Her work as a Family Resource Specialist for ECHN at Maple Street School in Vernon, where she facilitates positive youth development programs, also takes her to other schools in Vernon to read “Calvin Dreams.”

During a recent visit to Center Road School, Houlder said she had a powerful interaction with a student after reading the book.

“She got up from her circle and ran towards me as I was leaving. She reached out and put her hand next to mine. She shines and says, ‘We’re the same color, brown. I was like, “Yeah, we’re the same color, brown,” and she jumped up to her chair. I think there was a hint of pride in her that this person, this author, this illustrator who came to my class looks like me.”

And that’s what makes Houlder thrilled to have Calvin as a positive protagonist.

“The classes I’ve read or the schools I’ve visited, every kid’s responses are ‘Hey, I want to be like Calvin’ or ‘I relate to him that way,'” she said. .

“We’re moving away from seeing one type of hero, one type of protagonist. Anyone can be whoever they want to be. That’s why representation is so important.”

Children bond

Melissa Trantolo, director of teaching and learning for Vernon Public Schools, agrees. Houlder, she said, “is an example of all the great things you can accomplish when you work hard.

“The kids absolutely adored her. They are able to bond with her quickly, and her book shows students of color in a positive light and lets all students know they have a place. is just amazing,” Trantolo said.

Houlder said it was important to build diversity and representation.

“Representation is extremely important for every child, not just for children of color, but also for white children, because it normalizes seeing people in different positions. I think white supremacy hurts us to all, each one of us, and with that, pushing the narrative of the diversification of protagonists and role models benefits every child,” she said.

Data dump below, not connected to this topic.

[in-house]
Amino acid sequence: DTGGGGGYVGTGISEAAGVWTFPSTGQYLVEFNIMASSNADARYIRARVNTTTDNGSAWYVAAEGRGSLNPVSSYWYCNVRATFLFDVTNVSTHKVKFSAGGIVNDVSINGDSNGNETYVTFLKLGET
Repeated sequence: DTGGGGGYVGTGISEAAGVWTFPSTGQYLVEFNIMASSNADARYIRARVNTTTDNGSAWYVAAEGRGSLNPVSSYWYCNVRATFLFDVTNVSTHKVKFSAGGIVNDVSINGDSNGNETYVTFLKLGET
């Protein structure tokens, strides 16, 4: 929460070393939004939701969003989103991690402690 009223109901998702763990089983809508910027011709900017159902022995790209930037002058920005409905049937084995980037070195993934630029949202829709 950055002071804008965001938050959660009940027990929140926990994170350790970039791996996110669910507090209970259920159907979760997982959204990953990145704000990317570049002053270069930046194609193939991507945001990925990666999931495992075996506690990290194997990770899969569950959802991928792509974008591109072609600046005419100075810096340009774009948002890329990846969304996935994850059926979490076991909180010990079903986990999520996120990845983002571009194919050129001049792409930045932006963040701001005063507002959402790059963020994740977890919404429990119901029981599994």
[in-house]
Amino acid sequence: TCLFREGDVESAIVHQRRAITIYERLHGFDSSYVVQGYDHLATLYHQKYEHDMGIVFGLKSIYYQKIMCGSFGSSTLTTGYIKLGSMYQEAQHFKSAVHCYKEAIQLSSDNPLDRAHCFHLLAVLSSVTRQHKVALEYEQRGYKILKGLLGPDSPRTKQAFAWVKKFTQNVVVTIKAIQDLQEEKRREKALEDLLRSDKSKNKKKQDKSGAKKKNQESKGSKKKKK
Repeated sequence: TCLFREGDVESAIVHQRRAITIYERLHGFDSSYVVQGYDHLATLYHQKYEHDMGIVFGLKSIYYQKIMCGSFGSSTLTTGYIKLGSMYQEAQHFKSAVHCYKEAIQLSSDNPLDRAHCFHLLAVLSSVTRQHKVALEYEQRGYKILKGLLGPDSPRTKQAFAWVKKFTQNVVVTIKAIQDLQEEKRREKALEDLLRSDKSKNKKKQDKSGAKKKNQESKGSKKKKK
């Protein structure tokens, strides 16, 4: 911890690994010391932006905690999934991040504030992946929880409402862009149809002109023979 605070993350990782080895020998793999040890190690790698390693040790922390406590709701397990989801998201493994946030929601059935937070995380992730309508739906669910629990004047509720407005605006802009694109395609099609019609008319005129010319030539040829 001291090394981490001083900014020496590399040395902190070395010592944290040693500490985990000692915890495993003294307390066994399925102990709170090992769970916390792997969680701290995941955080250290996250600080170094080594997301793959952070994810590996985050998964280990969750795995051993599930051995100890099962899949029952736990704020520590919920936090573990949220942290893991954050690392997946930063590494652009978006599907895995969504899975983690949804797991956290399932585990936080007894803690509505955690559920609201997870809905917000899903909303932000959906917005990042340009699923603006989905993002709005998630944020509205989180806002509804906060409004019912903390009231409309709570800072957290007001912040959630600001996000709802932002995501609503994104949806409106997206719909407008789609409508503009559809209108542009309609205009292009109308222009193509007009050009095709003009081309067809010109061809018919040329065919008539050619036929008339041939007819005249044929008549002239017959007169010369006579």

Houlder, a graduate of Rockville High School and Greater Hartford Academy, relishes that she still has her roots in Vernon.

“A lot of my family is still here. And a lot of college roots are connected here in Vernon through my work at the Family Resource Center,” she said.

She said her favorite and most popular programs she runs are her therapeutic art groups.

“I’m not an art therapist, but I have a degree in counseling psychology and studio art. So in this group we find ways to cope and strategize with our feelings, our environment using art. So that’s really important to me.” she says.

Houlder said more books are on the way that show underrepresented children in the adventure and fantasy genres, but her recent engagement and wedding planning is where her creativity is focused. this moment, as she made cards and invitations, as well as planning decorations for her special day.

“Hey, I’m an artist, might as well do that. So I hope that once this is all settled, or I can find time to work on my craft at the same time”, she will get back to writing.

Deidre Montague covers the towns of Vernon and Stafford.